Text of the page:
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OSPF on Logical Systems

Logical Systems enable you to configure an OSPF network, running on a single physical router. For more information, see the following topics:

Example: Configuring OSPF on Logical Systems Within the Same Router

This example shows how to configure an OSPF network using multiple logical systems that are running on a single physical router. The logical systems are connected by logical tunnel interfaces.

Requirements

Overview

This example shows the configuration of a single OSPF area with three logical systems running on one physical router. Each logical system has its own routing table. The configuration enables the protocol on all logical system interfaces that participate in the OSPF domain and specifies the area that the interfaces are in.

Topology

Figure 1 shows the sample network.

Figure 1: OSPF on Logical SystemsOSPF on Logical Systems

Configuration

CLI Quick Configuration

To quickly configure this example, copy the following commands, paste them into a text file, remove any line breaks, change any details necessary to match your network configuration, copy and paste the commands into the CLI at the [edit] hierarchy level, and then enter commit from configuration mode.

Procedure

Step-by-Step Procedure

The following example requires you to navigate various levels in the configuration hierarchy. For information about navigating the CLI, see Using the CLI Editor in Configuration Mode in the CLI User Guide.

To configure OSPF on logical systems:

  1. Configure the logical tunnel interface on Logical System LS1 connecting to Logical System LS2.

  2. Configure the logical tunnel interface on Logical System LS1 connecting to Logical System LS3.

  3. Configure the logical tunnel interface on Logical System LS2 connecting to Logical System LS1.

  4. Configure the logical tunnel interface on Logical System LS2 connecting to Logical System LS3.

  5. Configure the logical tunnel interface on Logical System LS3 connecting to Logical System LS2.

  6. Configure the logical tunnel interface on Logical System LS3 connecting to Logical System LS1.

  7. Configure OSPF on all the interfaces.

  8. If you are done configuring the device, commit the configuration.

Results

Confirm your configuration by issuing the show logical-systems command.

Verification

Confirm that the configuration is working properly.

Verifying That the Logical Systems Are Up

Purpose

Make sure that the interfaces are properly configured.

Action

Verifying Connectivity Between the Logical Systems

Purpose

Make sure that the OSPF adjacencies are established by checking the OSPF neighbor tables, checking the routing tables, and pinging the logical systems.

Action

From LS1, Ping LS3

From LS3, Ping LS1

Understanding OSPF Routing Policy

Each routing policy is identified by a policy name. The name can contain letters, numbers, and hyphens (-) and can be up to 255 characters long. To include spaces in the name, enclose the entire name in double quotation marks. Each routing policy name must be unique within a configuration. Once a policy is created and named, it must be applied before it is active.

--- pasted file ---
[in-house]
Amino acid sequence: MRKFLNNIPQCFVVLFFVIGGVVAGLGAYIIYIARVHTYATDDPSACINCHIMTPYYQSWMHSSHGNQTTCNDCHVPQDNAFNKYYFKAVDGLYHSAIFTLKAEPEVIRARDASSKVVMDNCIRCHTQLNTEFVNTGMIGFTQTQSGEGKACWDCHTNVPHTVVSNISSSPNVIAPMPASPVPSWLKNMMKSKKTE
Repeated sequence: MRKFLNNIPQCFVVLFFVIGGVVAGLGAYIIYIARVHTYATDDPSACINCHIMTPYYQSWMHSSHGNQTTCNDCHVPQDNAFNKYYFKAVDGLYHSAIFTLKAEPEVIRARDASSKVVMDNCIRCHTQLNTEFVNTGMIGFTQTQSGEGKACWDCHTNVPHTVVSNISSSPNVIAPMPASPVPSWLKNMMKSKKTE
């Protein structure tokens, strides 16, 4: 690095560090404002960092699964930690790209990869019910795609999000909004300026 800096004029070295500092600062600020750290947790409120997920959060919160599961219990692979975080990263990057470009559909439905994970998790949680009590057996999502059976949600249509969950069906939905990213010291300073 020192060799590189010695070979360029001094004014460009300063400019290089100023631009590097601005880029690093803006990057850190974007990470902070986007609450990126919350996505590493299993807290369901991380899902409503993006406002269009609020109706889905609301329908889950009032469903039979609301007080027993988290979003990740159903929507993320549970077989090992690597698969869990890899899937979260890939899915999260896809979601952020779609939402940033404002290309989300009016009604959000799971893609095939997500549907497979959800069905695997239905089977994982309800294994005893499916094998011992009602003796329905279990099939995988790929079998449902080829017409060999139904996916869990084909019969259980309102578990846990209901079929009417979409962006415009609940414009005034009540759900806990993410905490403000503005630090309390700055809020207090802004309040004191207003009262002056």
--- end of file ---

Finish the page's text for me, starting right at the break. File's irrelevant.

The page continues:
In the import statement, you list the name of the routing policy used to filter OSPF external routes from being installed into the routing tables of OSPF neighbors. You can filter the routes, but not link-state address (LSA) flooding. An external route is a route that is outside the OSPF Autonomous System (AS). The import policy does not impact the OSPF database. This means that the import policy has no impact on the link-state advertisements.

In the export statement, you list the name of the routing policy to be evaluated when routes are being exported from the routing table into OSPF.

By default, if a routing device has multiple OSPF areas, learned routes from other areas are automatically installed into area 0 of the routing table.

To specify more than one policy and create a policy chain, you list the policies using a space as a separator. If multiple policies are specified, the policies are evaluated in the order in which they are specified. As soon as an accept or reject action is executed, the policy chain evaluation ends.

This topic describes the following information:

Routing Policy Terms

Routing policies are made up of one or more terms. A term is a named structure in which match conditions and actions are defined. You can define one or more terms. The name can contain letters, numbers, and hyphens ( - ) and can be up to 255 characters long. To include spaces in the name, enclose the entire name in double quotation marks.

Each term contains a set of match conditions and a set of actions:

  • Match conditions are criteria that a route must match before the actions can be applied. If a route matches all criteria, one or more actions are applied to the route.